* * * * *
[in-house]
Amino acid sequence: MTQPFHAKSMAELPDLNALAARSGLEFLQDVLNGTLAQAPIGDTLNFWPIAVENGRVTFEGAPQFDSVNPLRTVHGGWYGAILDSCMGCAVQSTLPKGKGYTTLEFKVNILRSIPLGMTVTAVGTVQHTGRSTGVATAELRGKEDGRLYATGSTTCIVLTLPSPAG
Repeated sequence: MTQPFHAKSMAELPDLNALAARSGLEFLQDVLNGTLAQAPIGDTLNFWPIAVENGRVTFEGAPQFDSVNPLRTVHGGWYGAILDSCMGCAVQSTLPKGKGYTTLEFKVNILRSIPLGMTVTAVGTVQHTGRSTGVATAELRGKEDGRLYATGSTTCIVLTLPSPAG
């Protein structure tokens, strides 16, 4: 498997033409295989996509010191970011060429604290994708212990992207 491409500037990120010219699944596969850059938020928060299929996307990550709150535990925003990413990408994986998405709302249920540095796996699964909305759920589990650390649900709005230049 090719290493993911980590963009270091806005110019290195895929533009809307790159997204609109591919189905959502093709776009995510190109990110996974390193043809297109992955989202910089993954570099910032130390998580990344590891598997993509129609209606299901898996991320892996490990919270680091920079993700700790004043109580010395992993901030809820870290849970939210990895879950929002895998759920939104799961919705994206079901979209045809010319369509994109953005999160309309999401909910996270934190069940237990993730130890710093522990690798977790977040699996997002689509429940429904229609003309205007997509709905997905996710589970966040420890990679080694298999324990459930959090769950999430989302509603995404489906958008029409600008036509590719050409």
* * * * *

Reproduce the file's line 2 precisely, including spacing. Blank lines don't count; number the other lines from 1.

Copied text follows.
Amino acid sequence: MTQPFHAKSMAELPDLNALAARSGLEFLQDVLNGTLAQAPIGDTLNFWPIAVENGRVTFEGAPQFDSVNPLRTVHGGWYGAILDSCMGCAVQSTLPKGKGYTTLEFKVNILRSIPLGMTVTAVGTVQHTGRSTGVATAELRGKEDGRLYATGSTTCIVLTLPSPAG